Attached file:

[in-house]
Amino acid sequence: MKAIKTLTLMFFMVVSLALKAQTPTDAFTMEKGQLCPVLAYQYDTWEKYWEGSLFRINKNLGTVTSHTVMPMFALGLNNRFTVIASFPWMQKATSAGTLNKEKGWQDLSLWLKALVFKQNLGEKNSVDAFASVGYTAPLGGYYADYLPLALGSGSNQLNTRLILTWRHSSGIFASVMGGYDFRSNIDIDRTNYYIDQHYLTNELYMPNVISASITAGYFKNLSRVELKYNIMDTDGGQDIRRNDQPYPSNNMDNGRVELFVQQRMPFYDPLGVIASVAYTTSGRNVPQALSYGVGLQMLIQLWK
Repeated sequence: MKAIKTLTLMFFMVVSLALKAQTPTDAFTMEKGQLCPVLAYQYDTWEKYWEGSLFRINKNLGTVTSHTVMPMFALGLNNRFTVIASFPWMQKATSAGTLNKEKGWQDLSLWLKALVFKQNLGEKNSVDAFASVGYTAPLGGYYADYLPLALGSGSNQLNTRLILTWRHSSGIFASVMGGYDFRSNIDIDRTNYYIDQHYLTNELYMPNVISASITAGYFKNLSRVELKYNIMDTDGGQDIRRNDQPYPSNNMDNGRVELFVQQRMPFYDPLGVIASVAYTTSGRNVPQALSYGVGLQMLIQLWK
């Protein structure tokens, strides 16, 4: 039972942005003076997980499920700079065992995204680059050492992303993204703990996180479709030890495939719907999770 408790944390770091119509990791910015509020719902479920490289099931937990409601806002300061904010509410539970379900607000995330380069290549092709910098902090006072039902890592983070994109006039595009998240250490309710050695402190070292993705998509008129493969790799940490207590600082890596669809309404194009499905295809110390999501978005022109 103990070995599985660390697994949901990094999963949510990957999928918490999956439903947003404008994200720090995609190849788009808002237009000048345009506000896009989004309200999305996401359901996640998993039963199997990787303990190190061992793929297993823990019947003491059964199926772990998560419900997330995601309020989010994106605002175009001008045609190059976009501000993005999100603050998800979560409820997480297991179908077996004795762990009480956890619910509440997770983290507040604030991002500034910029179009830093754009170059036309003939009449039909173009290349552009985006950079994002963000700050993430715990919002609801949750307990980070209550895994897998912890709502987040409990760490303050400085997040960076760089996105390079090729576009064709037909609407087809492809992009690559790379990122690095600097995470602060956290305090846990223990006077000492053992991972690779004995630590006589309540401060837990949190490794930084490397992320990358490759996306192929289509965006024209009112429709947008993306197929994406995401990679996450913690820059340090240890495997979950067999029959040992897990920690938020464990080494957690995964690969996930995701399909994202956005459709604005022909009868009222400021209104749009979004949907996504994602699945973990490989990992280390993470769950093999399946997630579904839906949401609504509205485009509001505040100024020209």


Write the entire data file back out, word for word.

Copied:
[in-house]
Amino acid sequence: MKAIKTLTLMFFMVVSLALKAQTPTDAFTMEKGQLCPVLAYQYDTWEKYWEGSLFRINKNLGTVTSHTVMPMFALGLNNRFTVIASFPWMQKATSAGTLNKEKGWQDLSLWLKALVFKQNLGEKNSVDAFASVGYTAPLGGYYADYLPLALGSGSNQLNTRLILTWRHSSGIFASVMGGYDFRSNIDIDRTNYYIDQHYLTNELYMPNVISASITAGYFKNLSRVELKYNIMDTDGGQDIRRNDQPYPSNNMDNGRVELFVQQRMPFYDPLGVIASVAYTTSGRNVPQALSYGVGLQMLIQLWK
Repeated sequence: MKAIKTLTLMFFMVVSLALKAQTPTDAFTMEKGQLCPVLAYQYDTWEKYWEGSLFRINKNLGTVTSHTVMPMFALGLNNRFTVIASFPWMQKATSAGTLNKEKGWQDLSLWLKALVFKQNLGEKNSVDAFASVGYTAPLGGYYADYLPLALGSGSNQLNTRLILTWRHSSGIFASVMGGYDFRSNIDIDRTNYYIDQHYLTNELYMPNVISASITAGYFKNLSRVELKYNIMDTDGGQDIRRNDQPYPSNNMDNGRVELFVQQRMPFYDPLGVIASVAYTTSGRNVPQALSYGVGLQMLIQLWK
């Protein structure tokens, strides 16, 4: 039972942005003076997980499920700079065992995204680059050492992303993204703990996180479709030890495939719907999770 408790944390770091119509990791910015509020719902479920490289099931937990409601806002300061904010509410539970379900607000995330380069290549092709910098902090006072039902890592983070994109006039595009998240250490309710050695402190070292993705998509008129493969790799940490207590600082890596669809309404194009499905295809110390999501978005022109 103990070995599985660390697994949901990094999963949510990957999928918490999956439903947003404008994200720090995609190849788009808002237009000048345009506000896009989004309200999305996401359901996640998993039963199997990787303990190190061992793929297993823990019947003491059964199926772990998560419900997330995601309020989010994106605002175009001008045609190059976009501000993005999100603050998800979560409820997480297991179908077996004795762990009480956890619910509440997770983290507040604030991002500034910029179009830093754009170059036309003939009449039909173009290349552009985006950079994002963000700050993430715990919002609801949750307990980070209550895994897998912890709502987040409990760490303050400085997040960076760089996105390079090729576009064709037909609407087809492809992009690559790379990122690095600097995470602060956290305090846990223990006077000492053992991972690779004995630590006589309540401060837990949190490794930084490397992320990358490759996306192929289509965006024209009112429709947008993306197929994406995401990679996450913690820059340090240890495997979950067999029959040992897990920690938020464990080494957690995964690969996930995701399909994202956005459709604005022909009868009222400021209104749009979004949907996504994602699945973990490989990992280390993470769950093999399946997630579904839906949401609504509205485009509001505040100024020209």